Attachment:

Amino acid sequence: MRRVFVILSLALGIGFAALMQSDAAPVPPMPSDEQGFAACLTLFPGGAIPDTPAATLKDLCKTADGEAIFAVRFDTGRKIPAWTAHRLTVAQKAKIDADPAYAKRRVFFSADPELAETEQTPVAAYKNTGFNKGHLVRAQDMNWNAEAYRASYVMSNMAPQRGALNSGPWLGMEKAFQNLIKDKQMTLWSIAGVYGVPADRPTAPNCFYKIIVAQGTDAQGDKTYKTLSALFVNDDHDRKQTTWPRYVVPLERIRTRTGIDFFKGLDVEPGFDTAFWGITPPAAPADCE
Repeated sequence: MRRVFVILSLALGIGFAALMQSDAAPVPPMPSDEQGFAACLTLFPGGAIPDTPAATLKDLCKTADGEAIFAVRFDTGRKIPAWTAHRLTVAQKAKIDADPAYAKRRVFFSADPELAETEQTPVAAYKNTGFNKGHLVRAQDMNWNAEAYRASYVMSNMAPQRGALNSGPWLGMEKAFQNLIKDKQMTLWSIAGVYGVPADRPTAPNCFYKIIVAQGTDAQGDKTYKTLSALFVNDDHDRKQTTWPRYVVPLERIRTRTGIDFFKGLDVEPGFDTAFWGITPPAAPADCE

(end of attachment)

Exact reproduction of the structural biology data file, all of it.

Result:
Amino acid sequence: MRRVFVILSLALGIGFAALMQSDAAPVPPMPSDEQGFAACLTLFPGGAIPDTPAATLKDLCKTADGEAIFAVRFDTGRKIPAWTAHRLTVAQKAKIDADPAYAKRRVFFSADPELAETEQTPVAAYKNTGFNKGHLVRAQDMNWNAEAYRASYVMSNMAPQRGALNSGPWLGMEKAFQNLIKDKQMTLWSIAGVYGVPADRPTAPNCFYKIIVAQGTDAQGDKTYKTLSALFVNDDHDRKQTTWPRYVVPLERIRTRTGIDFFKGLDVEPGFDTAFWGITPPAAPADCE
Repeated sequence: MRRVFVILSLALGIGFAALMQSDAAPVPPMPSDEQGFAACLTLFPGGAIPDTPAATLKDLCKTADGEAIFAVRFDTGRKIPAWTAHRLTVAQKAKIDADPAYAKRRVFFSADPELAETEQTPVAAYKNTGFNKGHLVRAQDMNWNAEAYRASYVMSNMAPQRGALNSGPWLGMEKAFQNLIKDKQMTLWSIAGVYGVPADRPTAPNCFYKIIVAQGTDAQGDKTYKTLSALFVNDDHDRKQTTWPRYVVPLERIRTRTGIDFFKGLDVEPGFDTAFWGITPPAAPADCE